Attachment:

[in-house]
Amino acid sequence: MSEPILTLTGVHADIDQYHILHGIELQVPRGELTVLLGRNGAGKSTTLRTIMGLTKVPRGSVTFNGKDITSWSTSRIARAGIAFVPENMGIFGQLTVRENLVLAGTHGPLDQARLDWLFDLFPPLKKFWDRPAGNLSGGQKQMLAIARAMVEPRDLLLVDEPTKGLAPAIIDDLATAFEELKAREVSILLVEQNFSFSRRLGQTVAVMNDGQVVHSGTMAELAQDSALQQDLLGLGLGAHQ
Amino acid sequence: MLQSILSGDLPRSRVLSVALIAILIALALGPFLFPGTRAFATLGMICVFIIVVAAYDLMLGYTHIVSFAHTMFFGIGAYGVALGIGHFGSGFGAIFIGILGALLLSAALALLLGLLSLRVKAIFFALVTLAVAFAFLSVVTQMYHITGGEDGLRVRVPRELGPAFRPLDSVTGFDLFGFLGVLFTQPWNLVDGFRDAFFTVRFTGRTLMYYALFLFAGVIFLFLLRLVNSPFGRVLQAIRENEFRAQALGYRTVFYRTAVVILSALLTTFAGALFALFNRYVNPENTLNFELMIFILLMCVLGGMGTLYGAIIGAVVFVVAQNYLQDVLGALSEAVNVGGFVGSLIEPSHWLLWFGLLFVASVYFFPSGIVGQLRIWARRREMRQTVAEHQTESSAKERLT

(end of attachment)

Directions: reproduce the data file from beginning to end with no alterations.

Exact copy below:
[in-house]
Amino acid sequence: MSEPILTLTGVHADIDQYHILHGIELQVPRGELTVLLGRNGAGKSTTLRTIMGLTKVPRGSVTFNGKDITSWSTSRIARAGIAFVPENMGIFGQLTVRENLVLAGTHGPLDQARLDWLFDLFPPLKKFWDRPAGNLSGGQKQMLAIARAMVEPRDLLLVDEPTKGLAPAIIDDLATAFEELKAREVSILLVEQNFSFSRRLGQTVAVMNDGQVVHSGTMAELAQDSALQQDLLGLGLGAHQ
Amino acid sequence: MLQSILSGDLPRSRVLSVALIAILIALALGPFLFPGTRAFATLGMICVFIIVVAAYDLMLGYTHIVSFAHTMFFGIGAYGVALGIGHFGSGFGAIFIGILGALLLSAALALLLGLLSLRVKAIFFALVTLAVAFAFLSVVTQMYHITGGEDGLRVRVPRELGPAFRPLDSVTGFDLFGFLGVLFTQPWNLVDGFRDAFFTVRFTGRTLMYYALFLFAGVIFLFLLRLVNSPFGRVLQAIRENEFRAQALGYRTVFYRTAVVILSALLTTFAGALFALFNRYVNPENTLNFELMIFILLMCVLGGMGTLYGAIIGAVVFVVAQNYLQDVLGALSEAVNVGGFVGSLIEPSHWLLWFGLLFVASVYFFPSGIVGQLRIWARRREMRQTVAEHQTESSAKERLT